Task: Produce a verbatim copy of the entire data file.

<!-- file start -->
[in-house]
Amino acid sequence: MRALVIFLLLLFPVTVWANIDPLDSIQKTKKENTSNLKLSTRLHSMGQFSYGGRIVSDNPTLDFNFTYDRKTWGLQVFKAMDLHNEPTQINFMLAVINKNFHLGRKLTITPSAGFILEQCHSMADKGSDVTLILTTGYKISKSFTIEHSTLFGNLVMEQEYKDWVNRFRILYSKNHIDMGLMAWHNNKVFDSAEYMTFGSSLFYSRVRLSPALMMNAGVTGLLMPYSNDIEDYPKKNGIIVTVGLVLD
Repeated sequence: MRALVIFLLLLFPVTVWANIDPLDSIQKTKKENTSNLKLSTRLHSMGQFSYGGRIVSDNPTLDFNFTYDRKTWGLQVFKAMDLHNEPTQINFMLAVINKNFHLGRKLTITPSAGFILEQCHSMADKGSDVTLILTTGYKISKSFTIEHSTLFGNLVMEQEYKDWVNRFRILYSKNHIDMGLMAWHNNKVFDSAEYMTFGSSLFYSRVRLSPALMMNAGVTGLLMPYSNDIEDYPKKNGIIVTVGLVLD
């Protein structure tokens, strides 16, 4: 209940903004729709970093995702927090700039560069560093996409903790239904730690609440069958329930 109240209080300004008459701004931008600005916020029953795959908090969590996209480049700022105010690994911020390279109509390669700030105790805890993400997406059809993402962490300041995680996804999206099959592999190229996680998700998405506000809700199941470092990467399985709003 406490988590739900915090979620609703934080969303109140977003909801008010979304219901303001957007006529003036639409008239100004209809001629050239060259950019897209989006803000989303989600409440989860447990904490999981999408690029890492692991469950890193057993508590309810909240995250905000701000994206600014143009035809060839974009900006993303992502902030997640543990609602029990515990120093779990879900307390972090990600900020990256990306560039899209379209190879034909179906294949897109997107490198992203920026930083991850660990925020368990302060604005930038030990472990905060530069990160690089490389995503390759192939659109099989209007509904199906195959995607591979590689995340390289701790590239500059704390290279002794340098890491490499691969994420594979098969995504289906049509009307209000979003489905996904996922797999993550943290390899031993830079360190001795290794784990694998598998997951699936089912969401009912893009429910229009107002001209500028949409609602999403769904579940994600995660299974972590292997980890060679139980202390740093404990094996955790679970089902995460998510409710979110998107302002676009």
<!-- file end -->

[in-house]
Amino acid sequence: MRALVIFLLLLFPVTVWANIDPLDSIQKTKKENTSNLKLSTRLHSMGQFSYGGRIVSDNPTLDFNFTYDRKTWGLQVFKAMDLHNEPTQINFMLAVINKNFHLGRKLTITPSAGFILEQCHSMADKGSDVTLILTTGYKISKSFTIEHSTLFGNLVMEQEYKDWVNRFRILYSKNHIDMGLMAWHNNKVFDSAEYMTFGSSLFYSRVRLSPALMMNAGVTGLLMPYSNDIEDYPKKNGIIVTVGLVLD
Repeated sequence: MRALVIFLLLLFPVTVWANIDPLDSIQKTKKENTSNLKLSTRLHSMGQFSYGGRIVSDNPTLDFNFTYDRKTWGLQVFKAMDLHNEPTQINFMLAVINKNFHLGRKLTITPSAGFILEQCHSMADKGSDVTLILTTGYKISKSFTIEHSTLFGNLVMEQEYKDWVNRFRILYSKNHIDMGLMAWHNNKVFDSAEYMTFGSSLFYSRVRLSPALMMNAGVTGLLMPYSNDIEDYPKKNGIIVTVGLVLD
């Protein structure tokens, strides 16, 4: 209940903004729709970093995702927090700039560069560093996409903790239904730690609440069958329930 109240209080300004008459701004931008600005916020029953795959908090969590996209480049700022105010690994911020390279109509390669700030105790805890993400997406059809993402962490300041995680996804999206099959592999190229996680998700998405506000809700199941470092990467399985709003 406490988590739900915090979620609703934080969303109140977003909801008010979304219901303001957007006529003036639409008239100004209809001629050239060259950019897209989006803000989303989600409440989860447990904490999981999408690029890492692991469950890193057993508590309810909240995250905000701000994206600014143009035809060839974009900006993303992502902030997640543990609602029990515990120093779990879900307390972090990600900020990256990306560039899209379209190879034909179906294949897109997107490198992203920026930083991850660990925020368990302060604005930038030990472990905060530069990160690089490389995503390759192939659109099989209007509904199906195959995607591979590689995340390289701790590239500059704390290279002794340098890491490499691969994420594979098969995504289906049509009307209000979003489905996904996922797999993550943290390899031993830079360190001795290794784990694998598998997951699936089912969401009912893009429910229009107002001209500028949409609602999403769904579940994600995660299974972590292997980890060679139980202390740093404990094996955790679970089902995460998510409710979110998107302002676009």